A more serious review or look at this situation would be painted interior wood kitchen cabinets. The kitchen manufacture must be sure their cabinets are a solid 7-8% without case hardening or defects in drying. They need solid and reliable wood so when the door or frame members move, the joint fracture is minimal. As a former kitchen designer, this can irritate some very picky customers who view this as a defect.....and why you had more MDF thermofoil white cabinets in the past. The trend now is painted but it still poses issues with some batches of door farms (mass cabinet door production).

I really believe the next set of pictures need to involve a full cleaning. Although we are in the mist of the COVID19 time-out, we are still busy shipping. We're tired, loopy, and emotionally drained like every other person.

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Year 5

May 3rd, 2021
We did clean the bench for about 5-minutes. It would take a garden hose and 30-minutes to really clean this bench of all dirt and algae.

It does seem the algae is eating away the paint at some sections. Therefore, it is probably logical to clean the microbes from the bench if your location is under a tree and in damper areas. This bench never gets full sunlight and is shaded most of the time. The water from the leaves should contain tannic acid which darkens unfinished teak.

There is more chipping each year although the underling teak is not affected. The seat supports under the seat slats are completely void of paint. This is where water likely pooled.

We will actually clean this bench in 2021-2023 and possibly show what some white tough-up paint would look like. But we are passing year 5 and technically at month 65 outdoors. Although, the paint is protecting the teak, an unfinished teak bench would still be in similar shape - just grey and darker.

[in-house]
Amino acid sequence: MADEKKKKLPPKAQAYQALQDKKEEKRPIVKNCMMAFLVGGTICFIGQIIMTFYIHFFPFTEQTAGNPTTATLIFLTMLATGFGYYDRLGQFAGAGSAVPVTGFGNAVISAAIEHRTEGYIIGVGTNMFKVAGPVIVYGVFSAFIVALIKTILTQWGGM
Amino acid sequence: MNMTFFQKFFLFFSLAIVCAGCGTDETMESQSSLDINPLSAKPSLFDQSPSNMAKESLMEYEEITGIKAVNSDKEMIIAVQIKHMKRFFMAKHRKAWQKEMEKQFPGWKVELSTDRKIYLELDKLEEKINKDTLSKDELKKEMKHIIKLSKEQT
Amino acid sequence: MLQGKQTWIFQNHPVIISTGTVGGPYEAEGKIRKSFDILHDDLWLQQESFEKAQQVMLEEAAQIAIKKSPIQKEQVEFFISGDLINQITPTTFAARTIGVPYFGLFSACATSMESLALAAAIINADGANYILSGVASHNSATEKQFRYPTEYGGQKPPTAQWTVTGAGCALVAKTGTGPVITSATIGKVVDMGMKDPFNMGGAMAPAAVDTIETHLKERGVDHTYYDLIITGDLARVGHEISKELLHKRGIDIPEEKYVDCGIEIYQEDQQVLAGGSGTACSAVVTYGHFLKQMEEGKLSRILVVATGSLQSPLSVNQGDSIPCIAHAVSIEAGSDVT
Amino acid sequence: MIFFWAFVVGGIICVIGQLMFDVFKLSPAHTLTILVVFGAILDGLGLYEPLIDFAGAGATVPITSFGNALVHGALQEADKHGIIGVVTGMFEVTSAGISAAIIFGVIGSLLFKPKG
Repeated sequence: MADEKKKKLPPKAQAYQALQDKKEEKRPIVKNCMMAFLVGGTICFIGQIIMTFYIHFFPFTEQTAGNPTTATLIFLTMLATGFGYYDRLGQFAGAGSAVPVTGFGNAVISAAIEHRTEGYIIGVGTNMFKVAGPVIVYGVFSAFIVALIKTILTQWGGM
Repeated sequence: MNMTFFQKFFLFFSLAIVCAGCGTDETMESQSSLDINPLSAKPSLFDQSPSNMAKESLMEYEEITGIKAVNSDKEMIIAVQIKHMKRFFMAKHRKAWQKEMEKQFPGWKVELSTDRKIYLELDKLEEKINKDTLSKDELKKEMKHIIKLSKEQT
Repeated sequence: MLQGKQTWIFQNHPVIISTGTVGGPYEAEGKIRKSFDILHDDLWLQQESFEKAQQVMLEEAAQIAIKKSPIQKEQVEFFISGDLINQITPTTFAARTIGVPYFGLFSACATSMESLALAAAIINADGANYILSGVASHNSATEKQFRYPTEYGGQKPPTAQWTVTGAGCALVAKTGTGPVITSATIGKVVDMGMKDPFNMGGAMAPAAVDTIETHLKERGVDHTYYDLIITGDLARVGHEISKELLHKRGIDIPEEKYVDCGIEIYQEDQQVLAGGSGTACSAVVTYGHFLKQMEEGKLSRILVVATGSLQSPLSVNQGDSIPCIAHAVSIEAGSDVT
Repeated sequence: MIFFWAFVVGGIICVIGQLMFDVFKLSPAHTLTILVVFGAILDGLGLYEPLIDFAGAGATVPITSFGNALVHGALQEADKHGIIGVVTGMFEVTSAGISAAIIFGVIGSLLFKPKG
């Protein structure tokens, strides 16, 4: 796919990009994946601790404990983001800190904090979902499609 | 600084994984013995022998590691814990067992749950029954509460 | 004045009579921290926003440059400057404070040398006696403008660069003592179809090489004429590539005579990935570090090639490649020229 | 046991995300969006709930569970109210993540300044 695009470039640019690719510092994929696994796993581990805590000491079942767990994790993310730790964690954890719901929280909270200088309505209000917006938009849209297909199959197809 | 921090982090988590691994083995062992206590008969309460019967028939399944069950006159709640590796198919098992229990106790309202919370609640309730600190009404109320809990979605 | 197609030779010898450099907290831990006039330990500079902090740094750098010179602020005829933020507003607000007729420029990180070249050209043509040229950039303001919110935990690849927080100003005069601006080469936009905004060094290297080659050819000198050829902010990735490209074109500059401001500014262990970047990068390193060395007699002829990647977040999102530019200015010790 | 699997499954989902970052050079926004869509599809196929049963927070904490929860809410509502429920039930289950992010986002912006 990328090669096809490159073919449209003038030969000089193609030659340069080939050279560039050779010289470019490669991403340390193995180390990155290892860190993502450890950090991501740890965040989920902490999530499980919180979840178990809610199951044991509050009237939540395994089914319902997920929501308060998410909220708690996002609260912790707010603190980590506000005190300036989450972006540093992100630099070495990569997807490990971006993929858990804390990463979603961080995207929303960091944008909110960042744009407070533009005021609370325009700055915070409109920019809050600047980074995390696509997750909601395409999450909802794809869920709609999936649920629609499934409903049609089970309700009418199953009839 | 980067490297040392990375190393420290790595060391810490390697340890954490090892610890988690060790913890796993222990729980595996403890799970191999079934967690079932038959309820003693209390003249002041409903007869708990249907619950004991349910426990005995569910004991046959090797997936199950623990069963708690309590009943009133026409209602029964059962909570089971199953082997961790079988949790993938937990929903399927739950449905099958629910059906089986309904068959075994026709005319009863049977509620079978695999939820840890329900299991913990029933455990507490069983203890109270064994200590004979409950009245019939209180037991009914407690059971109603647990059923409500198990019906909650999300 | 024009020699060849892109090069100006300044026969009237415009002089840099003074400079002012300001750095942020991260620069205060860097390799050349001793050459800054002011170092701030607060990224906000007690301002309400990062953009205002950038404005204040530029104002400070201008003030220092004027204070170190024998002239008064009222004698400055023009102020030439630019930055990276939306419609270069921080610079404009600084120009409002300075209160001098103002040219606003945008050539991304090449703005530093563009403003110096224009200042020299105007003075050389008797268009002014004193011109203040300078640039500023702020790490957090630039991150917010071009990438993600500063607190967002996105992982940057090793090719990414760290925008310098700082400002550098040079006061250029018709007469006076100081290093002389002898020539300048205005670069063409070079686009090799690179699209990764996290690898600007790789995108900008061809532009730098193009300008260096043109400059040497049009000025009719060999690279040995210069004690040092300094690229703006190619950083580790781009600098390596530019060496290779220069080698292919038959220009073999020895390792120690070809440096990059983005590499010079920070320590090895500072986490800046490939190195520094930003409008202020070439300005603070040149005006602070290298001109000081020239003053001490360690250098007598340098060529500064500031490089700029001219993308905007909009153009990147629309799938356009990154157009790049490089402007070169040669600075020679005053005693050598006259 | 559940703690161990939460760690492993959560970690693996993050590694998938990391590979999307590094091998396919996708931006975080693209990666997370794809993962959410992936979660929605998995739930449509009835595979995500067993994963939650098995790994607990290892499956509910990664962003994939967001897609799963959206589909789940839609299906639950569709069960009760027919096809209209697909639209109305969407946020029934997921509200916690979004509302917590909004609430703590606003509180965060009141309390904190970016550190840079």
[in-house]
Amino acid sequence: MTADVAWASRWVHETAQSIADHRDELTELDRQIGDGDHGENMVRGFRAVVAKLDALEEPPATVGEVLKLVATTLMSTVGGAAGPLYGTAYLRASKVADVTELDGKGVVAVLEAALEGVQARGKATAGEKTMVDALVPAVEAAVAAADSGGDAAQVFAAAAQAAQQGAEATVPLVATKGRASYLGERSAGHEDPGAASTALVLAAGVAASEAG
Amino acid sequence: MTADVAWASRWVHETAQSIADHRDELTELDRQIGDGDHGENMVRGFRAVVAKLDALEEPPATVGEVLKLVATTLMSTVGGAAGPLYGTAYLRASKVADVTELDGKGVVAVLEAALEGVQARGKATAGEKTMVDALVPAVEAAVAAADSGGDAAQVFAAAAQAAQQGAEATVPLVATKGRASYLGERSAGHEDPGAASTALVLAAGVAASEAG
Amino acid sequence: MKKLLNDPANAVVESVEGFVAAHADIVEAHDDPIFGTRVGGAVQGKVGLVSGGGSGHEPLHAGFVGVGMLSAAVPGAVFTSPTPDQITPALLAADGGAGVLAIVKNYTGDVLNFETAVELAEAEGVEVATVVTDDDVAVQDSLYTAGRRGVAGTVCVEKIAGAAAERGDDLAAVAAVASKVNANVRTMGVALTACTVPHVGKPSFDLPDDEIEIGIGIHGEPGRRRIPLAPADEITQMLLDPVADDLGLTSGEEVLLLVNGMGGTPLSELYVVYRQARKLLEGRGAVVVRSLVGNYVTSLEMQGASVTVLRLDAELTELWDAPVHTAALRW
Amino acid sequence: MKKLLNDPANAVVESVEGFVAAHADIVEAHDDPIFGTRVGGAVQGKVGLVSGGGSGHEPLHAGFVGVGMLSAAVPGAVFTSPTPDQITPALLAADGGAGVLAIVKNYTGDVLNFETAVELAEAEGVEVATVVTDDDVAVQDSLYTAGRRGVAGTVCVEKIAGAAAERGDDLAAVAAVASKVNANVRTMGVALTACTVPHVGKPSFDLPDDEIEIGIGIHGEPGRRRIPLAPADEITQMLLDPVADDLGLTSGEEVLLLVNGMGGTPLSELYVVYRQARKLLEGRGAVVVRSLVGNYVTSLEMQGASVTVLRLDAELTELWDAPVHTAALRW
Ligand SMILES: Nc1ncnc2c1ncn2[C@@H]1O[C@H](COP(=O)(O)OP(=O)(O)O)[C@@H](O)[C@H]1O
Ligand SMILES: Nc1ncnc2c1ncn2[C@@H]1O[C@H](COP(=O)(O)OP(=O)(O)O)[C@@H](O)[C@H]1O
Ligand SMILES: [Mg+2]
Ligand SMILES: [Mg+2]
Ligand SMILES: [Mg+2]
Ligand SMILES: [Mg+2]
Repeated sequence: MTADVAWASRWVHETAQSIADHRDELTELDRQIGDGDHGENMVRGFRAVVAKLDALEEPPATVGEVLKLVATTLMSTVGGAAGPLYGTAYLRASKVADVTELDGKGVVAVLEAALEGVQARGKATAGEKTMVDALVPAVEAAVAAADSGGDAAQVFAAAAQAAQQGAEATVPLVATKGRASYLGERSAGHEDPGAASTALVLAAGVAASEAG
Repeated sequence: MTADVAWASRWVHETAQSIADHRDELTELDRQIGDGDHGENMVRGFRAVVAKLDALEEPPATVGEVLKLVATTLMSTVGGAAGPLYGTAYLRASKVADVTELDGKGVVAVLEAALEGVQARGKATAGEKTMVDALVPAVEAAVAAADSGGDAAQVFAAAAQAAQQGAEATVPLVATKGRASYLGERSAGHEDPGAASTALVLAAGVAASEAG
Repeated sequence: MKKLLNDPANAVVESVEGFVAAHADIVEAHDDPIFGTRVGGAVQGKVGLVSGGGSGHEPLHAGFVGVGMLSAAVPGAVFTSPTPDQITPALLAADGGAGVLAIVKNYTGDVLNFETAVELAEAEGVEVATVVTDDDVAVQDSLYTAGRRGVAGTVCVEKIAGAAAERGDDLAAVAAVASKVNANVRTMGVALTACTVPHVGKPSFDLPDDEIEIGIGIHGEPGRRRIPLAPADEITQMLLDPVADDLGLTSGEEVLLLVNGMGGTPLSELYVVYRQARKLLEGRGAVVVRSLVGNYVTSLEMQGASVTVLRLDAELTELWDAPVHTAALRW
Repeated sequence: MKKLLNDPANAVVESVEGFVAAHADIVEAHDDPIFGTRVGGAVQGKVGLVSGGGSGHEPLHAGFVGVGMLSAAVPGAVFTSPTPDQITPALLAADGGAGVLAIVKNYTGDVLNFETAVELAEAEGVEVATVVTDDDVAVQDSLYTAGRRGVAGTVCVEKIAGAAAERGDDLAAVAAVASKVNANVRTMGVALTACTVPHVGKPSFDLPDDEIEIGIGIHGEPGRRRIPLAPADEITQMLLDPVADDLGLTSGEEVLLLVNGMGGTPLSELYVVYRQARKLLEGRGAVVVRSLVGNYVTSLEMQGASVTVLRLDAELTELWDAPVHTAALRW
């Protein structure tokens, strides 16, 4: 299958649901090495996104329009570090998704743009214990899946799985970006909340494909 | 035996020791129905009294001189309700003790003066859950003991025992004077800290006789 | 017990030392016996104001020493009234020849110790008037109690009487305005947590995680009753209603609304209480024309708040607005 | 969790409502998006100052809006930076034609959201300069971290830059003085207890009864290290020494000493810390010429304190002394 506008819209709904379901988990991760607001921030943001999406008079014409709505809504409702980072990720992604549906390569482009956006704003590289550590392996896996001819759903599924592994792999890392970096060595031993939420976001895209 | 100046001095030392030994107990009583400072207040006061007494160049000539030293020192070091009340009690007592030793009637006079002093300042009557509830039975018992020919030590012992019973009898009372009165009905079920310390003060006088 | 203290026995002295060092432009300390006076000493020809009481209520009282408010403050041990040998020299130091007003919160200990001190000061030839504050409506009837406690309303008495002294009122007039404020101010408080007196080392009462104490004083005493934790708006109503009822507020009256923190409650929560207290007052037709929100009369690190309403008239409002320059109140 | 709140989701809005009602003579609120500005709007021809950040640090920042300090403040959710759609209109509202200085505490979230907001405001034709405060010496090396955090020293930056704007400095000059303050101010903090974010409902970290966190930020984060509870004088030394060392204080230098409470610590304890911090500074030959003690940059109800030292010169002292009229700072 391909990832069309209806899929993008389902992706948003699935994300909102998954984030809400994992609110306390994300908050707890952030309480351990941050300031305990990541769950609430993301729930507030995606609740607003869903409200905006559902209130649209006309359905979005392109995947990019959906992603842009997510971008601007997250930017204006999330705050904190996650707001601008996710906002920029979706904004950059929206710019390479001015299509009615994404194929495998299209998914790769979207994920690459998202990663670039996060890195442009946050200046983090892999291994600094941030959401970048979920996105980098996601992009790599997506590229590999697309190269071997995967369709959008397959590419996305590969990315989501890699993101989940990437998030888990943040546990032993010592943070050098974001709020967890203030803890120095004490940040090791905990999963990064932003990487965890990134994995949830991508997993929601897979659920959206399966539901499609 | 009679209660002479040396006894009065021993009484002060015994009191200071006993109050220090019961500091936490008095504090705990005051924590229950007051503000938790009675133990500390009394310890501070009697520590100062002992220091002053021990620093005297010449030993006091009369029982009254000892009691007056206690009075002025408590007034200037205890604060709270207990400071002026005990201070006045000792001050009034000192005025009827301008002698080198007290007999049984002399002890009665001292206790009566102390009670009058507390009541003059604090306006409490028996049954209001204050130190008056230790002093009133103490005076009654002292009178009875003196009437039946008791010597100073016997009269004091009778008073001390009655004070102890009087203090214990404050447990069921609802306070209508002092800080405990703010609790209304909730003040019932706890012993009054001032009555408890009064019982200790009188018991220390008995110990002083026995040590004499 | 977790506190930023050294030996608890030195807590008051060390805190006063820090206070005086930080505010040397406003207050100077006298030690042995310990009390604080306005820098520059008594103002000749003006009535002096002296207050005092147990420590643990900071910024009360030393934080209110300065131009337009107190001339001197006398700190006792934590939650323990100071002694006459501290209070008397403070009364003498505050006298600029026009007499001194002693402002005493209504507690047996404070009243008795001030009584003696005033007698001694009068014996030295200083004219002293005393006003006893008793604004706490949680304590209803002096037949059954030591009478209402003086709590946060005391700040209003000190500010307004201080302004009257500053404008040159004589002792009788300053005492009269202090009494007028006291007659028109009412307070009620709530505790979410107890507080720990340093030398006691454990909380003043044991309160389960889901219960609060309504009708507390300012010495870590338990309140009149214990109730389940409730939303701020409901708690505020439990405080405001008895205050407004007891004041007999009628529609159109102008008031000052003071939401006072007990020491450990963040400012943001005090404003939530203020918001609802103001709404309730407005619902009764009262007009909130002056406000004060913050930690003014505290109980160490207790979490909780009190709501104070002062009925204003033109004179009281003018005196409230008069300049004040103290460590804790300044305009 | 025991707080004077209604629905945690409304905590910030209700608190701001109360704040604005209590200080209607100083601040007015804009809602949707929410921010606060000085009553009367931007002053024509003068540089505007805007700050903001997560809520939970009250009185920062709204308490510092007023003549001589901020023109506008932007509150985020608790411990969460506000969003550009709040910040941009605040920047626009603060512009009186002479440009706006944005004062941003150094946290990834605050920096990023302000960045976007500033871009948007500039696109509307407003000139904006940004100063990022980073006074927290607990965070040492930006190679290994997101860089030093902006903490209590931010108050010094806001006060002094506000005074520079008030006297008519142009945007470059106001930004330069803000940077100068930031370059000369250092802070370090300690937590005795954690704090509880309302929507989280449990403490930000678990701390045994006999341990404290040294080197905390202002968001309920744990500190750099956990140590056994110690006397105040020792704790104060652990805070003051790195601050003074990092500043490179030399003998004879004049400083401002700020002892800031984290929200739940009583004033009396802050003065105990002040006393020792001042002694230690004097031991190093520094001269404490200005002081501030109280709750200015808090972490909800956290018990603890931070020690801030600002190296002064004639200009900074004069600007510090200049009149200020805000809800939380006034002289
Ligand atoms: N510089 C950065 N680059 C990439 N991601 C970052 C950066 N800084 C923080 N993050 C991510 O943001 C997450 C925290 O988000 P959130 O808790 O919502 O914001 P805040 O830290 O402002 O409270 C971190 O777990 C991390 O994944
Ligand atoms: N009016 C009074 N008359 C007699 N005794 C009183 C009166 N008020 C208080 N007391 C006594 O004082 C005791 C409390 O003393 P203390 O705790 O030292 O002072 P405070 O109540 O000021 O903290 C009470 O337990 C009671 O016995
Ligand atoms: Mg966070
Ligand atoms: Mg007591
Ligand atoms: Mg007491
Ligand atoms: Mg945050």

The white bench still "pops" color in the yard and looks fine from 50-100ft away. You can tell the bench is dirty from afar, but the visual affect is not a landscape disgrace.

I also suspect that a painted bench under full sun might delay this wear by a few years depending on location. I think the acid from the trees and moist conditions are doing more damage to the paint than a clear yard. I also assume that seawater will have a similar affect in eating away the paint.

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Year 6

May 10th, 2022
As we head into the 6th year, we see more chipping. The paint has separated from the joints where the wood expands and contracts. The bench doesn't seem to have any moss or lichens. Yet, we definitely see more chipping and wood color.

Again, this bench still looks fine from afar. It doesn't look new, but it doesn't like trash.

We could sand and remove the chipping and then do a touch-up paint job. And that is probably what the next step will be. We will take a sample chip to match the white and then do a quick palm sand. We will not repaint the entire bench, but just do touchup. The idea is to spend 1 hour or less in the refurb of the painted bench.....because spending a lot of time painting it again defeats the purpose.

We will detail the touch-up next.

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Copyright © 2008-2017  Teak Closeouts, LLC. All Rights Reserved.
Teak Closeouts is a Registered ® Trademark with the US Patent and Trademark Office